Study conducted by top Israeli medical research centers, which examined over a million Israelis aged 60+, also shows third jab takes full effect 12 days after administration and not 7 as was initially estimated
https://www.ynetnews.com-Adir Yanko, Dr. Itay Gal
A medical worker prepares to administer the third jab of the COVID vaccine(Photo: EPA)
Pfizer’s COVID-19 vaccine booster shot enhances the body’s ability to fight off coronavirus by ten times, a new study reveals.
The study, which was published Thursday in “The New England Journal of Medicine,” was conducted by Israel’s most prestigious medial research center, including the Weizmann Institute of Science, Technion – Israel Institute of Technology, The Hebrew University, Gartner Institute, Sheba Medical Center and KI Institute.
The Health Ministry will present the research’s findings to Food and Drug Administration on Friday in a meeting regarding the effectiveness of the booster and the decision on whether to start offering the third jab to the general population in the United States.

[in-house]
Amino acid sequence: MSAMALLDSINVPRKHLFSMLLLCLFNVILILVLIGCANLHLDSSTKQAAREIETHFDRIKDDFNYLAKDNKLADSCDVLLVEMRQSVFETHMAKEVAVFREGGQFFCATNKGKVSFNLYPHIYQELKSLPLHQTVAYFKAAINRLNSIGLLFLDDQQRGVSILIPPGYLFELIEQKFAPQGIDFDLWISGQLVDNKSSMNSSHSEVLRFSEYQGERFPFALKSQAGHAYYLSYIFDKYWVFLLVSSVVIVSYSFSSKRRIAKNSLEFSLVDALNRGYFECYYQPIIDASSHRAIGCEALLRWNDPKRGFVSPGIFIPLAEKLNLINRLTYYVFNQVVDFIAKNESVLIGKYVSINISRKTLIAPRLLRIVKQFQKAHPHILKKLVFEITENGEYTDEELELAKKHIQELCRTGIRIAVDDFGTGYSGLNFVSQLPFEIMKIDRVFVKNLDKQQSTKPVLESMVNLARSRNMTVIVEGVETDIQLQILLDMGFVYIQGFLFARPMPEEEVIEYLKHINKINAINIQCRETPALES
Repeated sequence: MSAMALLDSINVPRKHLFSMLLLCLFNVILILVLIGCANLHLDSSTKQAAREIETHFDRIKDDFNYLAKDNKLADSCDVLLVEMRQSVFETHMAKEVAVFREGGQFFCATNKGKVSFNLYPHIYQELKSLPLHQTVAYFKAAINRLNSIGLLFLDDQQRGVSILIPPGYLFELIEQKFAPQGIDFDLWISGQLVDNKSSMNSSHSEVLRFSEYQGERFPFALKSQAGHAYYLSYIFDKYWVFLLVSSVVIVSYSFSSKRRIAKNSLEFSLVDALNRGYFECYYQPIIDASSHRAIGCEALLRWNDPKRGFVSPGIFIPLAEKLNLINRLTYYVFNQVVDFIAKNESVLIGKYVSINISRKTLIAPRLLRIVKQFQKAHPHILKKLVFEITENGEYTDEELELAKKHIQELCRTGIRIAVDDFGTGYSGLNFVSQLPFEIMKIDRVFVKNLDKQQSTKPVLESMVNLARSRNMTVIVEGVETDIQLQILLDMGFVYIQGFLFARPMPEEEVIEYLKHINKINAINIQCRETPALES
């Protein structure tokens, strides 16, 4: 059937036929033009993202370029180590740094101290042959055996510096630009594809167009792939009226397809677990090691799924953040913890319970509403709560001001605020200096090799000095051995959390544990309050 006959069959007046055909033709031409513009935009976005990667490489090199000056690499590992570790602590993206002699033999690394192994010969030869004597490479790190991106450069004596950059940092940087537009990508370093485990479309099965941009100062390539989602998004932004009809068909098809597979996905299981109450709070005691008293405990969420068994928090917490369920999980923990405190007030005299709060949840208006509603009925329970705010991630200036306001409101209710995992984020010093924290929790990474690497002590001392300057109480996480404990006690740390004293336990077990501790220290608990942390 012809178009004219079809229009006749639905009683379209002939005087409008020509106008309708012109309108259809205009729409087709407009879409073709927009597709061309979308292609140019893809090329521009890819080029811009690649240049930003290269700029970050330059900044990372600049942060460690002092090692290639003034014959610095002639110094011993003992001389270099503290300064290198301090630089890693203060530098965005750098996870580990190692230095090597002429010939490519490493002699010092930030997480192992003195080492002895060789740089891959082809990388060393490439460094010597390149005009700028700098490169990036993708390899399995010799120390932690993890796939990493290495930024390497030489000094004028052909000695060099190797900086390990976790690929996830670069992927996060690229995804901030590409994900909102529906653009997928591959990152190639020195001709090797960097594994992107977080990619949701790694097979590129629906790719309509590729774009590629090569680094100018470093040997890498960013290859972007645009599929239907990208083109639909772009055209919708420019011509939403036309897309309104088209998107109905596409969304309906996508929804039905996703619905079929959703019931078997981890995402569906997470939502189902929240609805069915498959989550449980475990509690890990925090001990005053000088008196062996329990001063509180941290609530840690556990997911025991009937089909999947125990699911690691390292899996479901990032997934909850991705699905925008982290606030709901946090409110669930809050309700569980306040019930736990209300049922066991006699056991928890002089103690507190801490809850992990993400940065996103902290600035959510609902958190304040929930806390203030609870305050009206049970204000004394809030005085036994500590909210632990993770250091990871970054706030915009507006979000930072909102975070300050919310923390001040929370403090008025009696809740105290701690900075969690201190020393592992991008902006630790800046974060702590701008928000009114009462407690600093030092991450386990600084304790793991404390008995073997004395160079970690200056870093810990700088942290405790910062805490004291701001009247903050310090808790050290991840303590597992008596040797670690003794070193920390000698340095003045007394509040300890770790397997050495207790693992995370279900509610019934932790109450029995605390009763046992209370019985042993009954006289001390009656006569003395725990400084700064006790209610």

The study examined one million Israelis aged 60 and over who received the first two doses of the vaccine before March 2021 and the third shot at the start of August.
The study then compared the immunity levels of those who went on to receive the third jab to those who received only the two initial doses. The study did not include data on those who did not receive the vaccine at all.
According to the research, the booster shot provides full protection approximately 12 days after administration. This is in contrast to initial studies, which assumed that it takes the booster only a week to provide full protection against the virus.
The data also showed that the booster starts taking effect within the first two days after administration. The researchers believe, however, the data might have been skewed due to behavior of the inoculated.
According to researchers’ estimates, in the first few days after the third jab, most people get tested less, or otherwise take extra care not to expose themselves to others.